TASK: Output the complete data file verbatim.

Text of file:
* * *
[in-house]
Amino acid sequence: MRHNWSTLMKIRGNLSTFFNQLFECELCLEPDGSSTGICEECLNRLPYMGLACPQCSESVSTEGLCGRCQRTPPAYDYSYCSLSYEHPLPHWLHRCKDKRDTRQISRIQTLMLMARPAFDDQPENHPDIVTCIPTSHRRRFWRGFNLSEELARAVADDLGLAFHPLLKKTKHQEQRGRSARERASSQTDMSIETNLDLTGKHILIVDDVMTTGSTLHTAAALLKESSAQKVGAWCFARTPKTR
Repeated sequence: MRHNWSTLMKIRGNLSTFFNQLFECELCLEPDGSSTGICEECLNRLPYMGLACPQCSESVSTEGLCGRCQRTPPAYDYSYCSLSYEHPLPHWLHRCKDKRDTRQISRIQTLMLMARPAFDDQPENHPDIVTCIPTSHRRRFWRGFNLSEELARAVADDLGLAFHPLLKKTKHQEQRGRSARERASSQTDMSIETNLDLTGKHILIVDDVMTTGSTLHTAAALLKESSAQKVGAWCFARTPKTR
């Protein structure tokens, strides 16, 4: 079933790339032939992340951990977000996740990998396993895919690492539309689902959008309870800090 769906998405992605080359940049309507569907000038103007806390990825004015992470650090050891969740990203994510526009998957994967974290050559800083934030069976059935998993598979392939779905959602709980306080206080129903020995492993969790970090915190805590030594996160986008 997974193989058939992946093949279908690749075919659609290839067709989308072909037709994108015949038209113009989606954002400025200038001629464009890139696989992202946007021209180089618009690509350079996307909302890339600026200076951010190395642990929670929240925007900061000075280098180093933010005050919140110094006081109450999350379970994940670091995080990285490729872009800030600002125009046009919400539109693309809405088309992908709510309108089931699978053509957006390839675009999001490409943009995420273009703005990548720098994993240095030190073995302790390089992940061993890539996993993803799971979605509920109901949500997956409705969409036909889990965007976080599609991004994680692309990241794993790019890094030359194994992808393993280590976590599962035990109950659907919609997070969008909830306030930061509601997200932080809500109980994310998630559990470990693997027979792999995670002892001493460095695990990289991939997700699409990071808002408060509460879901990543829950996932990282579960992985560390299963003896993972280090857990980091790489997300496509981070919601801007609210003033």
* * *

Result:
[in-house]
Amino acid sequence: MRHNWSTLMKIRGNLSTFFNQLFECELCLEPDGSSTGICEECLNRLPYMGLACPQCSESVSTEGLCGRCQRTPPAYDYSYCSLSYEHPLPHWLHRCKDKRDTRQISRIQTLMLMARPAFDDQPENHPDIVTCIPTSHRRRFWRGFNLSEELARAVADDLGLAFHPLLKKTKHQEQRGRSARERASSQTDMSIETNLDLTGKHILIVDDVMTTGSTLHTAAALLKESSAQKVGAWCFARTPKTR
Repeated sequence: MRHNWSTLMKIRGNLSTFFNQLFECELCLEPDGSSTGICEECLNRLPYMGLACPQCSESVSTEGLCGRCQRTPPAYDYSYCSLSYEHPLPHWLHRCKDKRDTRQISRIQTLMLMARPAFDDQPENHPDIVTCIPTSHRRRFWRGFNLSEELARAVADDLGLAFHPLLKKTKHQEQRGRSARERASSQTDMSIETNLDLTGKHILIVDDVMTTGSTLHTAAALLKESSAQKVGAWCFARTPKTR
């Protein structure tokens, strides 16, 4: 079933790339032939992340951990977000996740990998396993895919690492539309689902959008309870800090 769906998405992605080359940049309507569907000038103007806390990825004015992470650090050891969740990203994510526009998957994967974290050559800083934030069976059935998993598979392939779905959602709980306080206080129903020995492993969790970090915190805590030594996160986008 997974193989058939992946093949279908690749075919659609290839067709989308072909037709994108015949038209113009989606954002400025200038001629464009890139696989992202946007021209180089618009690509350079996307909302890339600026200076951010190395642990929670929240925007900061000075280098180093933010005050919140110094006081109450999350379970994940670091995080990285490729872009800030600002125009046009919400539109693309809405088309992908709510309108089931699978053509957006390839675009999001490409943009995420273009703005990548720098994993240095030190073995302790390089992940061993890539996993993803799971979605509920109901949500997956409705969409036909889990965007976080599609991004994680692309990241794993790019890094030359194994992808393993280590976590599962035990109950659907919609997070969008909830306030930061509601997200932080809500109980994310998630559990470990693997027979792999995670002892001493460095695990990289991939997700699409990071808002408060509460879901990543829950996932990282579960992985560390299963003896993972280090857990980091790489997300496509981070919601801007609210003033």